It’s safe to say that, these days, privacy is more sought-after than ever. And while New York City seems naturally more claustrophobic than other locales in that regard, you can make your home feel much more intimate by decamping from a condo and moving to a townhouse. Which is why 14 East 11th Street in Greenwich Village is worth a look at its $28.5 million price tag.
The 7,400-square-foot home was originally built in 1852 and has an Italianate façade. Inside, it’s not even slightly stuck in the past, as the previous owners gave the interiors a significant renovation—one that took two years to complete. One of the biggest improvements was the staircase, which was opened up a bit so the skylight can better shine its daylight through to the lower floors, making the home feel more open and connected, rather than like many disparate floors stacked on top of each other.
Want a closer look? Listing agent Jeremy Stein of Sotheby’s International Realty recently gave Robb Report the full tour on Instagram Live:
When you cross the threshold of 14 East 11th, to your right, there’s a parlor that looks out onto the street. The mural here is by Dean Barger, who most recently worked with renowned design duo Roman and Williams on their new restaurant, Veronika, in the Flatiron District. Across from the parlor is the main living area, which features a few notable design details, including an ornamental plaster ceiling and a marble fireplace—according to Stein, the marble was imported from Italy to Canada, where the designer shaped it, before it finally arrived in New York.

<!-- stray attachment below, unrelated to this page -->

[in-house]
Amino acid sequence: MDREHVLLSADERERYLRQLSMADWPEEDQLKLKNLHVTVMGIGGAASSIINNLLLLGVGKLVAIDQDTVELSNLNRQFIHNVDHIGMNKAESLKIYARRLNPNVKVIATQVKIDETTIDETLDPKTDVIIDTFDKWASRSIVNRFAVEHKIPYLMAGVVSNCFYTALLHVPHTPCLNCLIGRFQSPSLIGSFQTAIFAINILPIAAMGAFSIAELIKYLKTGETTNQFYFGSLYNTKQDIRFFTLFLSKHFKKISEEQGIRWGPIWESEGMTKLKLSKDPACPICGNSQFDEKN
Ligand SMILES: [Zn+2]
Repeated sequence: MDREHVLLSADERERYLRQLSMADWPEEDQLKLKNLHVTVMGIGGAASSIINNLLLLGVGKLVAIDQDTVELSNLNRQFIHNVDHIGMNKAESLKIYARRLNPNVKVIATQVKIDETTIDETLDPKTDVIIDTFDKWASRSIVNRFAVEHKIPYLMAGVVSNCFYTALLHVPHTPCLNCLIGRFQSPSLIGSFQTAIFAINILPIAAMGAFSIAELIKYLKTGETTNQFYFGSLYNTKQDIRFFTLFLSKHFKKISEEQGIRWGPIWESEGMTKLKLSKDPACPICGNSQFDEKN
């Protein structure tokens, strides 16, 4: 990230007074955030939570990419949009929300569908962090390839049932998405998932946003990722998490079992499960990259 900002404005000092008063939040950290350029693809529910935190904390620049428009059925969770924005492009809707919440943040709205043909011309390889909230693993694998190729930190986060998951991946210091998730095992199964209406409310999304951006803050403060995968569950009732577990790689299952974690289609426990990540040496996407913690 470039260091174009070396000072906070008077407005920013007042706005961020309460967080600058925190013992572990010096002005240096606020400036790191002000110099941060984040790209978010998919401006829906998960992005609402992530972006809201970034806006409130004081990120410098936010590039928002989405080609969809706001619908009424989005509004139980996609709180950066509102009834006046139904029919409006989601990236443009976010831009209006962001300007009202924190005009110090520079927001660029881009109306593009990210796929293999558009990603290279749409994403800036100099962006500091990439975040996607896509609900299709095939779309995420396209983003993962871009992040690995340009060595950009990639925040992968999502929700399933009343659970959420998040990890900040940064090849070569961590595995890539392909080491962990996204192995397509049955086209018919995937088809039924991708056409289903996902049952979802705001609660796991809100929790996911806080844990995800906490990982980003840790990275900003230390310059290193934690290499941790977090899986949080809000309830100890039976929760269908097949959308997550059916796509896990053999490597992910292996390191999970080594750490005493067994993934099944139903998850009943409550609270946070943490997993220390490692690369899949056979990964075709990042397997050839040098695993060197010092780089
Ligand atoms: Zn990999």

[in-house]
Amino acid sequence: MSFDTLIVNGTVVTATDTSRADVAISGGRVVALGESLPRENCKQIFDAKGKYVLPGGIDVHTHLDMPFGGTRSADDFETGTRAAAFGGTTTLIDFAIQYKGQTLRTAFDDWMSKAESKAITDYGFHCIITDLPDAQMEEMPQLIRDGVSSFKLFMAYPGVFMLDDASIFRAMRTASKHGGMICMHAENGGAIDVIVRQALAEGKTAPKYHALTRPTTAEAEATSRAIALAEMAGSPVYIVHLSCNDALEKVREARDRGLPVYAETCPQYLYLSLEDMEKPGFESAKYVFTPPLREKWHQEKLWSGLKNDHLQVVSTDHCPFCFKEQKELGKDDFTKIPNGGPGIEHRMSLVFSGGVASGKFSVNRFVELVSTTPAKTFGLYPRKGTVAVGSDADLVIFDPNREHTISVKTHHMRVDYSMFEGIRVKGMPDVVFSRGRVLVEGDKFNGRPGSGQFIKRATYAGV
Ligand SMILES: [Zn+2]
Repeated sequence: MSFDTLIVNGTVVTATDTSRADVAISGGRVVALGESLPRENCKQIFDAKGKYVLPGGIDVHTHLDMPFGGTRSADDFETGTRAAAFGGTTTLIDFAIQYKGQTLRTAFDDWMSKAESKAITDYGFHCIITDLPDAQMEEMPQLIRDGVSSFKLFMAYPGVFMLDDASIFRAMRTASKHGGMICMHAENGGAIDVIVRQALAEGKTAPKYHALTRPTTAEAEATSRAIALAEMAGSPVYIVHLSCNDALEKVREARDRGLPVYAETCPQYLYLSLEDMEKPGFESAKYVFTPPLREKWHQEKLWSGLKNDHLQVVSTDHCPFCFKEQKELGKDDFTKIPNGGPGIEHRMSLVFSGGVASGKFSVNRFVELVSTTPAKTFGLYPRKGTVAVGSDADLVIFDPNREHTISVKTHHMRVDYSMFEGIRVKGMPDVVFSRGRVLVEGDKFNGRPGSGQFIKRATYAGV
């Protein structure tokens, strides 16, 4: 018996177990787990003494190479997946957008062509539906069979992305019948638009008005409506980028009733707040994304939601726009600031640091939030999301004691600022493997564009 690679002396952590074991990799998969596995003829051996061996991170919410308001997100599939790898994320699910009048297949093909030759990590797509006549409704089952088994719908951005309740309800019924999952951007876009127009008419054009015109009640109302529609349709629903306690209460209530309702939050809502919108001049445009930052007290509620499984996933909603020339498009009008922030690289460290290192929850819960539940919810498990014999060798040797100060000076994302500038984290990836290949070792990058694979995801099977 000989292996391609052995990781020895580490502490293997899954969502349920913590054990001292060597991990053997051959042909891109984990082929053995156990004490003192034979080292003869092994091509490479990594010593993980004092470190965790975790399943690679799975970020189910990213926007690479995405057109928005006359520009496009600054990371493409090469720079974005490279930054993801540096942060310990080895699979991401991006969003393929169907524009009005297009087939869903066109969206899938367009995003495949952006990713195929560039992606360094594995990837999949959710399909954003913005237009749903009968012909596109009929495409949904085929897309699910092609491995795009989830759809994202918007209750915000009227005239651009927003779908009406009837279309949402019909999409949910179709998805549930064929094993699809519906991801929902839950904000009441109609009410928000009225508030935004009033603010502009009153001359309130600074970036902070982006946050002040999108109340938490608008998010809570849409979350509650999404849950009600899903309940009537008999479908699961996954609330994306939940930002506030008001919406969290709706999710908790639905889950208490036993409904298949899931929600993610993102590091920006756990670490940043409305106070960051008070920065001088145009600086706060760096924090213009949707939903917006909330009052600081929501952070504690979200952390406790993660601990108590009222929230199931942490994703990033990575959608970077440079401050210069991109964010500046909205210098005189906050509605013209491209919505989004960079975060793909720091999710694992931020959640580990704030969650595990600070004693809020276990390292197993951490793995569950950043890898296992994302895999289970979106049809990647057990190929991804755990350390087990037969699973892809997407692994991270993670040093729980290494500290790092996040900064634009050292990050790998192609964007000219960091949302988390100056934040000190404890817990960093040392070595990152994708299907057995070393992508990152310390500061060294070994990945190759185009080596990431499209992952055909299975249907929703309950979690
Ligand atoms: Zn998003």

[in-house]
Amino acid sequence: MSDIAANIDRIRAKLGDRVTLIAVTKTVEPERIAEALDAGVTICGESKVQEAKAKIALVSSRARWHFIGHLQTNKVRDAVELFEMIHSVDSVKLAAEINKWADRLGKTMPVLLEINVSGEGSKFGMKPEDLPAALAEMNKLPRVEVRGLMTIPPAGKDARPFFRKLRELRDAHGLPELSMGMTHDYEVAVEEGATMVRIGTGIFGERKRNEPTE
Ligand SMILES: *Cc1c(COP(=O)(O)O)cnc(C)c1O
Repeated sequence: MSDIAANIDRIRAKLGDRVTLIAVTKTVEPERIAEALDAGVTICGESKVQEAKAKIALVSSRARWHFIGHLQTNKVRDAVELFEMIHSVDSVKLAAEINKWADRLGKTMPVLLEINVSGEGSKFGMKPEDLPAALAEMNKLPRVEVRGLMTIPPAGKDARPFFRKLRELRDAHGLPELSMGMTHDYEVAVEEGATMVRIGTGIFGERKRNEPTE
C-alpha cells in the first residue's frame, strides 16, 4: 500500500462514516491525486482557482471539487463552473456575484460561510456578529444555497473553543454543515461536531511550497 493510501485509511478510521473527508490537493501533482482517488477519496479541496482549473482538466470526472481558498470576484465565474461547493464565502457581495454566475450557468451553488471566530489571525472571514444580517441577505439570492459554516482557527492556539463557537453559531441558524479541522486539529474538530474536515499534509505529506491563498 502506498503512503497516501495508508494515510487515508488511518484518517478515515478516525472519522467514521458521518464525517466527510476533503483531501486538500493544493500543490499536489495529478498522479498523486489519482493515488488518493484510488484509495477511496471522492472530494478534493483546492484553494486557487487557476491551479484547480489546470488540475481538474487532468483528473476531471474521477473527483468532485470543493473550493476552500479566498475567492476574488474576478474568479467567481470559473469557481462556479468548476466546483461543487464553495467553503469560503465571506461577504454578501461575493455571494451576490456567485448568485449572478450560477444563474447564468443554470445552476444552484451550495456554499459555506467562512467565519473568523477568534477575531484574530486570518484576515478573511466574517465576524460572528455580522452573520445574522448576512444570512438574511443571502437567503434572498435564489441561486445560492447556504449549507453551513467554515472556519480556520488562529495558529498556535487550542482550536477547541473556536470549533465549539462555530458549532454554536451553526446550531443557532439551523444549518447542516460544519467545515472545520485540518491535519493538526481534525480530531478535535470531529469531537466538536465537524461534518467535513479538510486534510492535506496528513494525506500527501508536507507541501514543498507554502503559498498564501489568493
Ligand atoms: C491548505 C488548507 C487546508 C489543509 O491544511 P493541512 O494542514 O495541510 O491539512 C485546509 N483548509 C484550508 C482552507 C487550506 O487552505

You can take the stairs to the upper levels, but there’s also, gratefully, an elevator. Gorgeous light fixtures cascade down through the wrap-around staircase, which leads up to the various bedroom suites. There are three bedrooms on the second floor, the primary suite on the third and an additional two suites on the fourth.
Downstairs from the living room is the kitchen, which is significant for its equipment, including an Officine Gullo stove and sinks and various Gaggenau appliances. The space opens up onto the backyard garden, with a glass wall that brings the outdoors in. Elsewhere on this floor is another lounge space, a gym and a playroom, which could be repurposed into a screening room or another fitness area.
“I see [the buyer] as a young family, probably in one of the tech professions—someone that’s very entrepreneurial,” says Tom Kligerman, one of the interior architects who worked on the project. “It’s not a house for a couple or family who want to be in a more traditional building. The outside is traditional, it has to be, but when you walk through the doors it’s reminiscent of older things, but it has a modern vibe.”
Witness the marriage of design eras for yourself. Check out more photos, below: